Incredible footage has captured rare angles of more than one hundred killer whales in the wild.
Filmed in November in the fjords of northern Norway, it was shot by wildlife filmmaker Patrick Dykstra.
The 36-year-old was able to capture incredible close-up shots of the whales in the freezing Arctic water - and also employed a drone to take stunning aerial views of the magnificent sea mammals.
The Colorado-born adventurer was joined on the trip by German orca expert Marco Schulenburg, 40, who spends six months of every year following pod migrations.
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The pair filmed more than 100 killer whales on the expedition encountering family groups of five to ten - observing them playing, communicating and feeding on herring.
Expedition leader Patrick explained how the duo gained the animals' trust over the week-long period.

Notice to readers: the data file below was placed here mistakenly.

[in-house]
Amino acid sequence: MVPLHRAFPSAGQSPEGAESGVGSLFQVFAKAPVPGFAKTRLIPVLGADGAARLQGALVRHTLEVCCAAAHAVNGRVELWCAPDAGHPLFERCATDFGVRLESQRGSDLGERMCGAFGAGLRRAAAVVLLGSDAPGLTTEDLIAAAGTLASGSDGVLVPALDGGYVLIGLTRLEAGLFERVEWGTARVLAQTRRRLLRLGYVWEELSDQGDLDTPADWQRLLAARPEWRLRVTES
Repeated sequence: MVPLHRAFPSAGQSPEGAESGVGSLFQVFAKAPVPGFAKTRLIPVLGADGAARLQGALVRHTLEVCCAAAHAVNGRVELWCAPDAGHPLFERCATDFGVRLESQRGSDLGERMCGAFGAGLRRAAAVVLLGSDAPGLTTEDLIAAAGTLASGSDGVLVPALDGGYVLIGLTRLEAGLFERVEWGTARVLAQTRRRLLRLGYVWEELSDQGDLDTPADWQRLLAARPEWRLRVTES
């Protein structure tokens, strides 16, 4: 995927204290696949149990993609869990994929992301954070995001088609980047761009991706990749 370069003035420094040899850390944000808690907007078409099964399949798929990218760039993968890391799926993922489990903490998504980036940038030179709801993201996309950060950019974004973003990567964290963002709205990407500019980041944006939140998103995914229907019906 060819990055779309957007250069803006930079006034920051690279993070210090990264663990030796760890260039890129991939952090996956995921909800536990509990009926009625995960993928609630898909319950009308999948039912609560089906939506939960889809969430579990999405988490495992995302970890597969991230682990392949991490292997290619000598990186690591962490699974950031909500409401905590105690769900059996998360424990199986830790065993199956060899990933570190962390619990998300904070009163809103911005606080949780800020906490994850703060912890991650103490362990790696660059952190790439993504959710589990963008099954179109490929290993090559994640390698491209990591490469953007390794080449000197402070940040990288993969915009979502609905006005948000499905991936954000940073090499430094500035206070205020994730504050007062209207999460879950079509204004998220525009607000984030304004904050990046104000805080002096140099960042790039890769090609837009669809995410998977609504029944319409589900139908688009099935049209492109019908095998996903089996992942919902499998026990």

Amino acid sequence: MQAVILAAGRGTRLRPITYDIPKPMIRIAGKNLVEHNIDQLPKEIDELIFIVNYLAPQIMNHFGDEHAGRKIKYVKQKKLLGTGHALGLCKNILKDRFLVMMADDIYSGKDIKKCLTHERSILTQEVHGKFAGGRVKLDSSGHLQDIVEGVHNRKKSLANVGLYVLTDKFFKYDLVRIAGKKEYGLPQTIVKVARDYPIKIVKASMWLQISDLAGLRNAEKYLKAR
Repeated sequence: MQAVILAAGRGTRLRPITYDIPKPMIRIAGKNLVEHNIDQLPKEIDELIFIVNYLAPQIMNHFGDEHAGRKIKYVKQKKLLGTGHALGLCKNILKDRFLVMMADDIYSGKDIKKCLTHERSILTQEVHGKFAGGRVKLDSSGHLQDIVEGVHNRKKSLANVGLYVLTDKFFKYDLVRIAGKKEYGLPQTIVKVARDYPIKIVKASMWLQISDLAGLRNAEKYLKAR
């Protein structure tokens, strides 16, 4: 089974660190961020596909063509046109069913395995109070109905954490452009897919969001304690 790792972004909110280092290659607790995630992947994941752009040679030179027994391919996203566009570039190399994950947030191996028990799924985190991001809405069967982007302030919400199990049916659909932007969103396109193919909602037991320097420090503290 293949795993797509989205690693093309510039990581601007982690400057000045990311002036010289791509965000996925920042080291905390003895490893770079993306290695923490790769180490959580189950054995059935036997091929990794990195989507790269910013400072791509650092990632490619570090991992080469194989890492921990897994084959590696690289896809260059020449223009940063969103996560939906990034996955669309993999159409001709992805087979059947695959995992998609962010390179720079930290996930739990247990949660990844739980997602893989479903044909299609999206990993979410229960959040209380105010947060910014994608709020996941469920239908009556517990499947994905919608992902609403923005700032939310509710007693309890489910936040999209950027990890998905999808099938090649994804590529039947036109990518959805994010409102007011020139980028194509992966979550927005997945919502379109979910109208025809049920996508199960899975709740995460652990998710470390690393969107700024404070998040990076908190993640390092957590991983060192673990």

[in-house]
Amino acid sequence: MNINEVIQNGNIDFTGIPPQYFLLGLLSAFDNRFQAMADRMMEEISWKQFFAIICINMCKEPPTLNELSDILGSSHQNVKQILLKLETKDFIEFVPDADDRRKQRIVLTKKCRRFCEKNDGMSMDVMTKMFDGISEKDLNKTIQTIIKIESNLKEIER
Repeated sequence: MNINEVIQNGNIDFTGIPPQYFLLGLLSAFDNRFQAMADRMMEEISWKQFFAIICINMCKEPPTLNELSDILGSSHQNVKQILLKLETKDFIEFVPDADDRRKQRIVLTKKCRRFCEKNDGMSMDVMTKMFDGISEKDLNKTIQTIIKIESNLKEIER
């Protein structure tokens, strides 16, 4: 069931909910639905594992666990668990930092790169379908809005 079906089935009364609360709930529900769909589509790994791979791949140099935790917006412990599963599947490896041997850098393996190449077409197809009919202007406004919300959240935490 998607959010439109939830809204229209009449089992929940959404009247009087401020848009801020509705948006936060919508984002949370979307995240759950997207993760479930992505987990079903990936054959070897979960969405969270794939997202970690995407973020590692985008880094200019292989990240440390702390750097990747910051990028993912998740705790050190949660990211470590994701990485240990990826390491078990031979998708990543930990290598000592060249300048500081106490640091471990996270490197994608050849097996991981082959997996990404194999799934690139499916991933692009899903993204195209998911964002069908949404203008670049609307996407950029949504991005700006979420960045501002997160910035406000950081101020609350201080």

He said: “Orcas are incredibly smart and so if you just jump in the water, they will leave.
“Marco and I take a lot of time with each family pod to allow them to get used to our presence before we attempt to enter the water with them.
“We only enter the water when they are comfortable and show that they will not be bothered by our presence, which also results in the best experience with them.”
The Dubai resident was able to film the whales from an entriely new perspective using the drone.
He said: “The video is unusual because it shows drone footage of orcas from angles that have rarely been filmed.
“The orca showed a curiosity about the drone and would often approach it and pop up and look at it.”
Patrick, who originally hails from Denver, USA, also revealed the difficulties of filming in such cold and dark conditions.
He said: “You are dealing with a dark animal, in dark water, often moving fast, so that is everything a photographer or filmmaker does not want when trying to get a well-exposed photo or video clip.
“The orcas also chose to congregate in the high Arctic in the winter, which means potentially rough seas and cold weather, as well as very short days.
“Towards the end of our trip, the sun was only up for about two hours each day because the polar winter was closing in.”